Once Upon a ROM . . .


Imagine that you are a software reviewer, and you receive in the mail a CD-ROM purporting to teach the art and science of dirigible design. You pop the thing into the drive and discover that installation and use are easy, and that intelligent guidance is offered in the time-honored craft of producing lighter-than-air ships.

Essays on zeppelin guidance and maintenance are included, with checklists to see that you have mastered the lessons of refueling, mooring and so forth. With application (and not a little talent), a few students following the advice here might turn out a passable dirigible, although it’s unlikely you would want to ride in it.

Lighter-than-air vessels aren’t much in demand, you say? Yes, but zeppelin makers abound, most of them employed teaching the young and not so young (among whom interest is mysteriously unflagging) the art of levitating gas-filled bags. Degree programs spread, conferences are held, and dirigible output spirals ever upward.

Such is the admittedly cynical response of your humble correspondent on receiving a copy of the Writer’s Software Companion, a new CD-ROM intended to help users (heaven help them) learn to write novels and short stories.


The Writer’s Software Companion is hardly the first software aimed at aspiring Faulkners. The Writers’ Computer Store, for instance, physically in West Los Angeles but virtually at, sells a host of software packages aimed at aspiring scribes, including, just to cite one example, Dramatica Pro, said to help you “develop your characters with the right blend of motivation, method and purpose while the Dramatica Story Engine mirrors your instincts to keep Character, Plot, Theme and Genre all working together.”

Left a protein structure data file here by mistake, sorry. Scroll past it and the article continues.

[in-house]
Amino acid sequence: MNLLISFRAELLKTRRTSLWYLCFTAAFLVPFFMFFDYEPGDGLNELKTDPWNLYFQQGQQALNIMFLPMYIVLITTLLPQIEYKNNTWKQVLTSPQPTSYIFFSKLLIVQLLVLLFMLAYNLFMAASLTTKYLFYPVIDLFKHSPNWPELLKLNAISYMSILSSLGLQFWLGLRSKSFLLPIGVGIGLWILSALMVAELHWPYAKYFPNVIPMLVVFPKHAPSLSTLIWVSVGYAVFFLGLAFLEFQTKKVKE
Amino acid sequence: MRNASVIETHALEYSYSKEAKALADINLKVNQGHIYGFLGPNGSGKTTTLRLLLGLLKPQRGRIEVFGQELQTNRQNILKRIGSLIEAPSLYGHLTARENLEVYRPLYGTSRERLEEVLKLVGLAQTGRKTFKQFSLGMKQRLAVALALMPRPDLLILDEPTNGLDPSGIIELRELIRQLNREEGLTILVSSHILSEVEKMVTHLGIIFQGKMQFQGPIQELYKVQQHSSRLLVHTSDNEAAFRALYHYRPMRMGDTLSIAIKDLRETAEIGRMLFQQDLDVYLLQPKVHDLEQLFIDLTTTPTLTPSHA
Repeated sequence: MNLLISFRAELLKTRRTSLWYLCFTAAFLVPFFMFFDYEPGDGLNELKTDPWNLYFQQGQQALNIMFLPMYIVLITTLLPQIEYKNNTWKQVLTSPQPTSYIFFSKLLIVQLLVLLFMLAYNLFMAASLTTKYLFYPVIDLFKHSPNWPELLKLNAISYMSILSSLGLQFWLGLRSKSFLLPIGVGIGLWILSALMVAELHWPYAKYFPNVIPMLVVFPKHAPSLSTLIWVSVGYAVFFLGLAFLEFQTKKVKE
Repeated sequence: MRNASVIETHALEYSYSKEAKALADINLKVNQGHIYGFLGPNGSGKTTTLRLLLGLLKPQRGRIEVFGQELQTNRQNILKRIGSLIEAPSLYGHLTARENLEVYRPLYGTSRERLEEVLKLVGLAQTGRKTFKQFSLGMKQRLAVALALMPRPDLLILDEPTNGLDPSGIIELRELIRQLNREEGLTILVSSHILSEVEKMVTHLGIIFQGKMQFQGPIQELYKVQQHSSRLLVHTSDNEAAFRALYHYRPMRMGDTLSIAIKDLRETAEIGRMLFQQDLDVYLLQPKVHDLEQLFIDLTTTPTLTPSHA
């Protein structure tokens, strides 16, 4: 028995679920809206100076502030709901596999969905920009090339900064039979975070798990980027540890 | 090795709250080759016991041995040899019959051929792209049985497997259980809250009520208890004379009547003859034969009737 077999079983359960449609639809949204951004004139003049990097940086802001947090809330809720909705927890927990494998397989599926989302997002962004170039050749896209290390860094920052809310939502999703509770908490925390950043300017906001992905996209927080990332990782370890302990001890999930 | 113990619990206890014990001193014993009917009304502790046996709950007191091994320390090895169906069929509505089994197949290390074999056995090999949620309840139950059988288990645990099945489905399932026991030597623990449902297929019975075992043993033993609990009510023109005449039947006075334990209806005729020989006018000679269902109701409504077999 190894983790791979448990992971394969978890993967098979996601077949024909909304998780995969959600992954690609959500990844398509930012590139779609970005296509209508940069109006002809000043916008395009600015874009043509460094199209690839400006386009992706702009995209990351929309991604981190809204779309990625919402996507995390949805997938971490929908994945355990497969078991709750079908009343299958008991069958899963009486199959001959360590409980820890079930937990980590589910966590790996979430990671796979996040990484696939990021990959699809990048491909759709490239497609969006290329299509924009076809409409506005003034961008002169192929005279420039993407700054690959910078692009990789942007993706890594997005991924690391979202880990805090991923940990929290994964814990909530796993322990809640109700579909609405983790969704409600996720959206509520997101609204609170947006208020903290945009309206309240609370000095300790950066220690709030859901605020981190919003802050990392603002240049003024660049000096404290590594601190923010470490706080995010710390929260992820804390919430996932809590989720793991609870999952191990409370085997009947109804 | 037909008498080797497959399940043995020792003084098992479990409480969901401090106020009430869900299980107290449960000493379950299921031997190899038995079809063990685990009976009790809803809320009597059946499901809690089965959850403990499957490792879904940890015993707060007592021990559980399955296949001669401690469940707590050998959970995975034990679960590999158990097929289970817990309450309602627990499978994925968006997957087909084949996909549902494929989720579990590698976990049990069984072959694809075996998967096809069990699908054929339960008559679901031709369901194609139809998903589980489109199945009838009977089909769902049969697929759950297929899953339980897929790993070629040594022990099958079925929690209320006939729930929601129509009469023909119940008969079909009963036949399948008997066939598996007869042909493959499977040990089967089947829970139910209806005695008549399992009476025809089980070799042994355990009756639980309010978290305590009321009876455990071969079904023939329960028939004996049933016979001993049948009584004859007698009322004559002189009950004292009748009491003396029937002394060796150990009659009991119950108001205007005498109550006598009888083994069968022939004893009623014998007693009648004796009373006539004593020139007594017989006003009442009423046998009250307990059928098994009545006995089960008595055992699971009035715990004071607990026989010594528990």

Or perhaps you prefer Fiction Master? “Easily import existing scenes, fix problems, create memorable characterization, page-turning plots, and enhance dialogue.”

But the Writer’s Software Companion, from Novation Learning Systems Inc., is the newest in this genre, and as good an example as any. Judged on its own terms, I can say without guilt or smirk that this product is filled with perfectly reasonable advice, clearly presented, and bolstered with examples from literature high and not so high.

The comments on things like authorial distance, and how to decide the order of events, for instance, are a pretty fair presentation of these important narrative problems. In general, the exposition on this CD-ROM isn’t long-winded, and by answering a series of questions about yourself, it produces a tailor-made little lecture.

For instance, I told the program I wanted to write novels in a genre the program refers to as “glitz,” for modern popular fiction, but that I don’t read much, spend little time writing, and never have anyone critique my work. I also said I am submitting my work to publishers, and that my biggest problem in my books is the middle. Oh, and I told the program my name is Fyodor.

The result was a frank talk that began with a few encouraging words (“Fyodor, first of all, we hope a publisher will soon accept your work”) and then got down to business.

I am given a strangely qualified exhortation to read more (“Unless you’re publishing regularly, a steady diet of good literature is a must”) and spend more time writing. Finally, I’ve got to get over my hubris and get some input from others.

“Fyodor, critical reviews from others, friends, fellow writers, or editors of the publications that interest you, can be one of your best resources,” the program says frankly.


The question, though, is just who should use a product like this one? At $80 (you can download a free demo from, it costs much more than comparable books, and contrary to what the company contends, probably isn’t much better than one. Personally, I’d prefer a book, which I could read lying down, underline, etc. I also suspect most aspiring writers would benefit from a writing class, and now that back-to-school season is upon us, these shouldn’t be difficult to come by.